by High Country Gardens
1. Feed the soil
Chilopsis with ornamental Muhly grass
The most important thing we can do for the health of our landscapes, lawns and vegetable gardens is to keep the soil healthy and well fed. I'm dedicated to following organic gardening principles as best I can, so when gardening organically, I feed the soil to feed my plants. And I use a blend of 1/2 Yum Yum Mix (or Yum Yum Mix Winterizer) and 1/2 high quality compost. Spread 1/4 to 1/2" across the top of the soil, either scratched or watered into the surface of the soil and covered with mulch. (Spread the fertilizer mix first, then mulch.)
The soil has a vibrant and complex underground ecology of flora and fauna that will digest this organic food and release it into the soil for plant roots to absorb when they need it.
And most importantly, swear off the use of chemical fertilizers and herbicide laden "Weed-n-Feed" fertilizers, as they are harmful to the soil, damaging to the environment and detrimental to the long term health of your plants!
Mulching is an essential practice in arid climates. In parts of the country where natural precipitation is more than 25 inches annually, mulching is not as important. Long-term use of mulch in moist climates may actually create problems by providing moist habitat for slugs, earwigs and root diseases.
But in dry regions, mulching will:
- Protect the soil's moisture from being evaporated by the sun and wind.
- Provide a more favorable root growing environment by insulating them from extreme temperatures.
- Act as a passive rain harvesting mechanism to help hard, fast rains be absorbed by the soil (especially true when using gravel mulch).
I favor pine needles, small diameter crushed gravel, coarse composted bark, crushed nut shells (if locally available) and clean wheat or barley straw in my vegetable garden. Mulch should be replenished in the fall and again at the start of summer. And don't forget to put down some compost and Yum Yum Mix before you mulch.
3. Plant spring flowering bulbs
A drift of daffodils at the Denver Botanic Garden
To enjoy a beautiful display of tulips, daffodils and other spring blooming bulbs, you need to plant these bulbs now. I like to wait until the leaves are starting to come off the trees and there has been a frost or two to plant my bulbs. So now is an excellent time over much of the country. Keep a bucket of soil mixed with Yum Yum Mix Winterizer (or regular Yum Yum Mix) and high quality compost by your side to put a handful of nutrients into the planting hole for each bulb. Water in thoroughly and apply a one-inch thick layer of mulch to tuck them in for the winter.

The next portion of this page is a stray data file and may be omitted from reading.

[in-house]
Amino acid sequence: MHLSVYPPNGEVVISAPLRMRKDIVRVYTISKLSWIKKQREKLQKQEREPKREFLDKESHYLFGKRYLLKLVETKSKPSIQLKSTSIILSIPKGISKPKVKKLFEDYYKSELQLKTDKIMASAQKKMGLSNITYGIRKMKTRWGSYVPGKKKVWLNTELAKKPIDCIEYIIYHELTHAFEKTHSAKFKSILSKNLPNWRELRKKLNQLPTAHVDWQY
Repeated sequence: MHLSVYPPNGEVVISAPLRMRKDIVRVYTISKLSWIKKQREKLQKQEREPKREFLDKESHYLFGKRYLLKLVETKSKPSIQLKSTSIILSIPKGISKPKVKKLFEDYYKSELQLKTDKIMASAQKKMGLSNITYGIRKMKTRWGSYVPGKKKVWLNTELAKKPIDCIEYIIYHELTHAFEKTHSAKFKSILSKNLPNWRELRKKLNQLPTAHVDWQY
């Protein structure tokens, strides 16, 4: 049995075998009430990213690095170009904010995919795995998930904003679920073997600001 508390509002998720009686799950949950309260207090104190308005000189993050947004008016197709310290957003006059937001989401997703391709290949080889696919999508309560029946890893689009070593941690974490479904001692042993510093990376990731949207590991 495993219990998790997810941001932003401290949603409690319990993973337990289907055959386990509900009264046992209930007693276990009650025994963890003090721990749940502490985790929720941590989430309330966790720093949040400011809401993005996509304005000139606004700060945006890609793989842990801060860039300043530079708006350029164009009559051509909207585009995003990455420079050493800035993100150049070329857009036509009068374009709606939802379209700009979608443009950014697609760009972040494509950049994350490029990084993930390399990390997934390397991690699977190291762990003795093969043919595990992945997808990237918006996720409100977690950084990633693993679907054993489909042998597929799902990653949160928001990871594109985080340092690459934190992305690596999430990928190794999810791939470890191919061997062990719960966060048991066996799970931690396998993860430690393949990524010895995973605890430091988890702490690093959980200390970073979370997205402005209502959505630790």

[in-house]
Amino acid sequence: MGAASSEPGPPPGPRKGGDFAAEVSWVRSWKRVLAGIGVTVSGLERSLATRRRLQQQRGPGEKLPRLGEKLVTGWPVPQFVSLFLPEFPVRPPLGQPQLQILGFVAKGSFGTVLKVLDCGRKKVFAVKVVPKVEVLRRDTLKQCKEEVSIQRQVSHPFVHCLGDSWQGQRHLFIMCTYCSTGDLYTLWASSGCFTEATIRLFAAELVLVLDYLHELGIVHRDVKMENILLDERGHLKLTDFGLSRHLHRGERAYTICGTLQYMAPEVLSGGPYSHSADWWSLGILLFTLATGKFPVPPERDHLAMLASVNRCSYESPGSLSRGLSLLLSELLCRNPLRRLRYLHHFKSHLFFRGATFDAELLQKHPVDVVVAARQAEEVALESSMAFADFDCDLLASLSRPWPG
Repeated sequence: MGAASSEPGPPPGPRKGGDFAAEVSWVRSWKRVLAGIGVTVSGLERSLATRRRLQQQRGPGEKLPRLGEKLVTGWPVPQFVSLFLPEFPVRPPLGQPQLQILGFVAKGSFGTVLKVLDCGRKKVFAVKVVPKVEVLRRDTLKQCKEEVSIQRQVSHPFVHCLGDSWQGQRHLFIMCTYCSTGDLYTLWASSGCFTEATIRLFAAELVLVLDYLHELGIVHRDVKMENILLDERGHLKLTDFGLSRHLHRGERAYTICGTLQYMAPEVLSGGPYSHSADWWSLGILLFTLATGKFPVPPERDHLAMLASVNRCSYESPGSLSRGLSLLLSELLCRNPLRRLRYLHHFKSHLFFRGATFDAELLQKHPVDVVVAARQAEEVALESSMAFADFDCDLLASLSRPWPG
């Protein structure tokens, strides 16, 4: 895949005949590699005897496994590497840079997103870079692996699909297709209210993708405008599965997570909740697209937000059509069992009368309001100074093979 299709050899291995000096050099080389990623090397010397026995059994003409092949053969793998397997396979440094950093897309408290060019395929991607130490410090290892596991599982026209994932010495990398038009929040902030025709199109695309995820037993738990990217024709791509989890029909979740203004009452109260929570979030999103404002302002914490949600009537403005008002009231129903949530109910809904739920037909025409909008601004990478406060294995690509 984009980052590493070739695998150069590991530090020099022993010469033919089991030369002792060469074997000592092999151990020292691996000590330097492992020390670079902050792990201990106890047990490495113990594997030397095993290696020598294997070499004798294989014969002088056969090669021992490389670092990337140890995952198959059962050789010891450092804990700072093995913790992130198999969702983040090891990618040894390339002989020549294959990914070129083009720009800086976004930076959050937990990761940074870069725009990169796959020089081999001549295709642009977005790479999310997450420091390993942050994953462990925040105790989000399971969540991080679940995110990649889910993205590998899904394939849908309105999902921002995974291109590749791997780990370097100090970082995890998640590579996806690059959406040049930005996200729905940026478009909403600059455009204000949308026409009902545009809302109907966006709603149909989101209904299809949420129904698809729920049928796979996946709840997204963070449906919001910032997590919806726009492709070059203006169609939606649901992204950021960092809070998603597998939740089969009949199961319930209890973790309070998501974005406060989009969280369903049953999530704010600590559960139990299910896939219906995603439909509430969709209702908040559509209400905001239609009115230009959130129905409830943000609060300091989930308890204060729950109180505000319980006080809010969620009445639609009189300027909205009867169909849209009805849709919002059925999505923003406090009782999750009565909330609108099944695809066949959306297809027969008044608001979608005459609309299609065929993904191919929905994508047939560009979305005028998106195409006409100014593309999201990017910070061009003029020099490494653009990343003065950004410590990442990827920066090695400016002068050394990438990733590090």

And don't forget to take some photos of your bulbs in the spring to create a photographic map to help you remember where to plant more bulbs the following fall.
4. Wait to do clean up until spring
I know many tidy gardeners grit their teeth when I say "wait until spring to cut back your perennials and ornamental grasses." But neatness aside, it's important for your garden's ecology to leave the stems and leaves standing until mid-spring.
Sedum with frost on seedheads
- Beneficial insects, butterflies and moths have laid their eggs on the stems and grass blades of your plants and need to be undisturbed until they hatch in spring.
- Many perennials and ornamental grasses provide beautiful winter color and texture with their seed heads, leaves and faded flowers.
- Leaving the stems on improves the cold hardiness of perennials and improves their ability to overwinter without damage.
- In windy climates, standing stems help to capture blowing snow and improve the soil's moisture levels for next year's growing season.
5. Plant perennials
Fall is an ideal time to plant and get a big head start on next year's growing season. - For regions of the country that have mild winters (USDA zone 7 or warmer) and hot summers, this is especially true. In fact, for the Southwestern US, TX. the Southeast, the West Coast and the Pacific NW, now is THE BEST time to plant. And it saves water too.
- In colder climates (USDA zone 6 and colder) fall is also excellent for planting.
- Perennials with good cold hardiness usually prefer cooler weather to transplant successfully (Oriental Poppies, Columbine, Thyme, Speedwell, Garden Phlox, Catmint, Yarrow and many others).
- For zones 3-6, a general rule of thumb is to finish your fall planting 6 to 8 weeks before the soil begins to freeze. In USDA zone 5, the soil begins to harden with frost around the end of November/mid-December, so fall planting needs to be done this week! But in zones 6 and warmer, you can keep going later in the fall.
- But not all perennials like fall planting. Those that need a long stretch of hot summer weather to mature their crown and grow deep roots (such as Lavender, Agastache, Salvia greggii (and greggii hybrids) and Desert Willow) should ideally wait until spring.
Read Tips 6-10
Text and Photos By David Salman
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